Roundup: Lebanon's hotels register low occupancy in Christmas, New Year due to COVID-19

2020-12-24 21:35:56 GMT2020-12-25 05:35:56(Beijing Time) Xinhua English

BEIRUT, Dec. 24 (Xinhua) -- Lebanon's hotels have seen a sharp decline in their occupancy rates during Christmas and New Year season this year due to COVID-19 outbreak worldwide, industry experts said.

"The situation is very bad. Most of the people visiting Lebanon during this time of the year are Lebanese expatriates who have houses in the country and do not need to stay in hotels," Pierre Ashkar, president of the Syndicate of Hotels Owners in Lebanon, told Xinhua.

Ashkar noted that occupancy rate stands between 10 percent and 15 percent in Beirut while it is non-existent in mountains and other areas outside the capital.

"We do not have parties in Lebanon this year given the COVID-19 outbreak and the economic collapse prompting a big number of our artists to travel to the United Arab Emirates or other countries to throw their concerts," Ashkar said.

Hotels interviewed by Xinhua reported a slowdown in activity during this festive season while attributing the decline in reservations mainly to COVID-19.

Maha Jhaith, head of reservations at Riviera, a five-star hotel in Beirut, said that her hotel received few reservations for New Year this year which then got cancelled due to the closure of airports in several countries following news about the new variant of COVID-19.

"We are going through a very bad situation this year despite the fact that Lebanon has become a cheaper choice for tourists after the weakening of the Lebanese pound," Jhaith said.

Lebanon has been suffering from a shortage in U.S. dollar crisis causing a high demand on the foreign currency which weakened the Lebanese local currency. Meanwhile, most of the institutions and businesses in Lebanon price their goods and services in Lebanese pound.

Therefore, Lebanon has become an attractive destination for tourists when it comes to prices of different services. But COVID-19 has prevented Lebanon from benefitting from this factor so far.

Ayman Nasreddine, operations manager at Cavalier Hotel, a four-star hotel in Hamra, said that occupancy at his hotel stands at around 15 percent due to COVID-19.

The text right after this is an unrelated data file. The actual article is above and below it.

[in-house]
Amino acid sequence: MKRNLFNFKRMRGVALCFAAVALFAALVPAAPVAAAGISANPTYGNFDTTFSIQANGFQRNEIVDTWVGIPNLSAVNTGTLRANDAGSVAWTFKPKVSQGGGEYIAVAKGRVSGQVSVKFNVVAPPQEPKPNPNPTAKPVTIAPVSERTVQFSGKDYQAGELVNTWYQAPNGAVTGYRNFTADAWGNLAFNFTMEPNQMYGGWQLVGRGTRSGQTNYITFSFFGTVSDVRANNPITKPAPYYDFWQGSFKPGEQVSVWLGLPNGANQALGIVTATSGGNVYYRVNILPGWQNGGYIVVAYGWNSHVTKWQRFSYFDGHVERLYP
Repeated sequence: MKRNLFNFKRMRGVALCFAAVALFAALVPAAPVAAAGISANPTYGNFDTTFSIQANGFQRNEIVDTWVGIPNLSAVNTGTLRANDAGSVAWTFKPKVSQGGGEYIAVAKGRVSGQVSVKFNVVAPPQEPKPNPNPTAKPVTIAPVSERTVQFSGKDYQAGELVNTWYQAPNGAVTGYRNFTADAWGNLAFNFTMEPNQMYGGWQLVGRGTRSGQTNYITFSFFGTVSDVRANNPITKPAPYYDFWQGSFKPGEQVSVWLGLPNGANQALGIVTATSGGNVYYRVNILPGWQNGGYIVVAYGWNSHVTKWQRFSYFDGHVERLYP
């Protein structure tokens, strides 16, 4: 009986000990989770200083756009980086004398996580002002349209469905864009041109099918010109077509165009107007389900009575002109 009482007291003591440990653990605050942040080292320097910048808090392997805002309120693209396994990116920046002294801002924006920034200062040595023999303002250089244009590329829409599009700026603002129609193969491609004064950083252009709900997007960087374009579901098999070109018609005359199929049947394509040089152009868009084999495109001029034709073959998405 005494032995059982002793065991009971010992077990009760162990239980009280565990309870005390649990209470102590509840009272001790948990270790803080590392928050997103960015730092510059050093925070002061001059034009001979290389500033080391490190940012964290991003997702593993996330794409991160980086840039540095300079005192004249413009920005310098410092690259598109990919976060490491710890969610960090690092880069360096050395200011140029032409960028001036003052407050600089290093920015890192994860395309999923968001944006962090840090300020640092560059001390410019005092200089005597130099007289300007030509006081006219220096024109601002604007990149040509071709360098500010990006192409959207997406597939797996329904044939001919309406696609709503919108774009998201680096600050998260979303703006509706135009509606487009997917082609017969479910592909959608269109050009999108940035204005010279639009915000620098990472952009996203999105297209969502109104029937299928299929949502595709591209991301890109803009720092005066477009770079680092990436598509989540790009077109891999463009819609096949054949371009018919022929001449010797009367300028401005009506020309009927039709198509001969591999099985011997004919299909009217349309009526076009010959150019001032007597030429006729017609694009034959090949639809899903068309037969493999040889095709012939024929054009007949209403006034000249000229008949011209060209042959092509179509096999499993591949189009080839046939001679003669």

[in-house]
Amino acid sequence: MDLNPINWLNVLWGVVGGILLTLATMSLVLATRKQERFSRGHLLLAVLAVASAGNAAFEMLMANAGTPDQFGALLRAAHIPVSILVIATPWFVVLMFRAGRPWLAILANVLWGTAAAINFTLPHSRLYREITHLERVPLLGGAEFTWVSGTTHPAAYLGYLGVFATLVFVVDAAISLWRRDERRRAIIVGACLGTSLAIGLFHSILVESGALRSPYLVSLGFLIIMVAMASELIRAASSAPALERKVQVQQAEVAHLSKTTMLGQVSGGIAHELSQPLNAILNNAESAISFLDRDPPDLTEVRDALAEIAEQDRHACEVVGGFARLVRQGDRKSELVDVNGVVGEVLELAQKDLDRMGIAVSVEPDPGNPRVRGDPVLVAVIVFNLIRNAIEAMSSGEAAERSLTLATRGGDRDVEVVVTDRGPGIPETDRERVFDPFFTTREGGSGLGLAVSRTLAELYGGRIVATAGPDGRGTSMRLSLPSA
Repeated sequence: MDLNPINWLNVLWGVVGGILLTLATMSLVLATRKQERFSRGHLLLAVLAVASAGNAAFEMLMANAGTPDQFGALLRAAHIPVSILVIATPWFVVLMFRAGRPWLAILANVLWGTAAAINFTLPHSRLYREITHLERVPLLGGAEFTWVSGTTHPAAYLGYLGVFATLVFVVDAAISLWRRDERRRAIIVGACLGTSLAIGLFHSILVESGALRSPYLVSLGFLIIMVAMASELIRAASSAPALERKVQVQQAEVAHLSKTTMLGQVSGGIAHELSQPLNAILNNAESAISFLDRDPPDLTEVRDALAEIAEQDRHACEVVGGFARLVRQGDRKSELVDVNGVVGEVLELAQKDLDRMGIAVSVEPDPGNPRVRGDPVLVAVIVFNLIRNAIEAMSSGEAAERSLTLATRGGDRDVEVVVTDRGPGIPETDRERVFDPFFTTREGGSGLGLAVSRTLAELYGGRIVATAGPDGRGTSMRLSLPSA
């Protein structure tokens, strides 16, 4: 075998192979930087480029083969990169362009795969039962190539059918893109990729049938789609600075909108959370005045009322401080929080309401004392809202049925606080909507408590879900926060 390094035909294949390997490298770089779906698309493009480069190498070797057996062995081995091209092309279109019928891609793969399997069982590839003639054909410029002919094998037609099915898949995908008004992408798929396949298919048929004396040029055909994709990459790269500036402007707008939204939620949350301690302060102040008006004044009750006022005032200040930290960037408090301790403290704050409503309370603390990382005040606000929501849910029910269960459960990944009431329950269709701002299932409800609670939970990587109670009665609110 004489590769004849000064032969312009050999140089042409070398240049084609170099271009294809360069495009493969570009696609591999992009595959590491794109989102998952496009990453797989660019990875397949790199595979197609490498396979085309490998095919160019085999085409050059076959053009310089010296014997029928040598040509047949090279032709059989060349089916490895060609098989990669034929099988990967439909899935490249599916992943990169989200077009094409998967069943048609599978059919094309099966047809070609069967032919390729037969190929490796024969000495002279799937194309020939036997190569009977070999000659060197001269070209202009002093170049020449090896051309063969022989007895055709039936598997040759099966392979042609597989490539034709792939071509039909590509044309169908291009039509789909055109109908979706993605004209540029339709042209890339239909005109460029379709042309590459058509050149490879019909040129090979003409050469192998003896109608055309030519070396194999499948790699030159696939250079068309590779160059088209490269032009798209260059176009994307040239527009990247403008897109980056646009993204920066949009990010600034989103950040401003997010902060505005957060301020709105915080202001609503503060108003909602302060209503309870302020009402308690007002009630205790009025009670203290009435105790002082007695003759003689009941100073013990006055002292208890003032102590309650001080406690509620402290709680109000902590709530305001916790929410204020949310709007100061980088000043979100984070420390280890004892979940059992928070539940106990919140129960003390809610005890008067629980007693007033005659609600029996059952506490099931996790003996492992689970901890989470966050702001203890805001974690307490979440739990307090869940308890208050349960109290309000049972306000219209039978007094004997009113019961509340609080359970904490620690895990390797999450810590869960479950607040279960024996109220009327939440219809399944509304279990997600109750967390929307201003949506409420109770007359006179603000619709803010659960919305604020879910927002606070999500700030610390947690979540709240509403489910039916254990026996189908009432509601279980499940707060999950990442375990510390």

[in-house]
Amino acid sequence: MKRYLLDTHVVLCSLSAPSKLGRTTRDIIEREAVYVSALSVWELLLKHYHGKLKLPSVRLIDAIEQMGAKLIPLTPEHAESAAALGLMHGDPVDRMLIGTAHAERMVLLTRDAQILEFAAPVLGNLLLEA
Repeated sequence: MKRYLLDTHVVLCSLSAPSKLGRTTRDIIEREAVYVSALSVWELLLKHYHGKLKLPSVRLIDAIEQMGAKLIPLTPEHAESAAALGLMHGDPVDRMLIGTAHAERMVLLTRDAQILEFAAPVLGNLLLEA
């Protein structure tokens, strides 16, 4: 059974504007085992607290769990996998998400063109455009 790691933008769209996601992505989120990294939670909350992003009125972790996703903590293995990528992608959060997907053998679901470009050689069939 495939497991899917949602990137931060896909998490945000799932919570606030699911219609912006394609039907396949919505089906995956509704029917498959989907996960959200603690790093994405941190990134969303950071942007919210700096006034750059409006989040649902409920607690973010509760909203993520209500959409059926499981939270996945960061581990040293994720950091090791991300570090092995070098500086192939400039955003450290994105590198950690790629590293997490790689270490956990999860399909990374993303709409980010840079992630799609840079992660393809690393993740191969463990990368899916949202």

Nasreddine said that his hotel took very strict measures in a bid to continue its operations by removing 30 out of its 45 staff members while closing some floors and reducing expenses, but he is not sure the hotel can operate much longer if the situation remains the same.

"We will reach a point where the owner must either inject cash into the business for us to continue or we will have to shut down," he said.

Elie Sfeir, head of reservations and front office at Raouche Arjaan Hotel, a four-star hotel in Raouche, said that his hotel is doing better than others due to its location that's attractive to Iraqi nationals, noting that 80 percent of the hotel's customers are Iraqis.

"Iraqi nationals prefer to stay by the sea and at the same time they can visit the American University of Beirut Medical Center (AUBMC) which is at a close distance to our hotel since a big number of Iraqis come to Beirut for medical reasons," he said.

The hotel sector in Lebanon witnessed heavy losses this year not only due to COVID-19 outbreak but the Beirut port's blasts as well which have caused severe damage to 163 hotels.

Most of the well-known hotel chains, including Four Seasons, Hilton and Le Gray, shut their doors down following the explosions.

Moreover, Phoenicia Intercontinental Hotel, which is one of the most famous hotels in the country, closed after being hit by the Beirut's blasts.

Ashkar noted that some hotels managed to fix the damage caused by the blasts while others do not have money to rehabilitate their establishments especially as most insurance companies have not compensated for the damage yet.

He said more than half of employees in the tourism sector have lost their jobs given the damage caused by the explosions.

Two huge explosions rocked Port of Beirut on Aug. 4, shaking buildings all over Lebanon's capital, while killing at least 177 people and wounding around 6,000 others. Enditem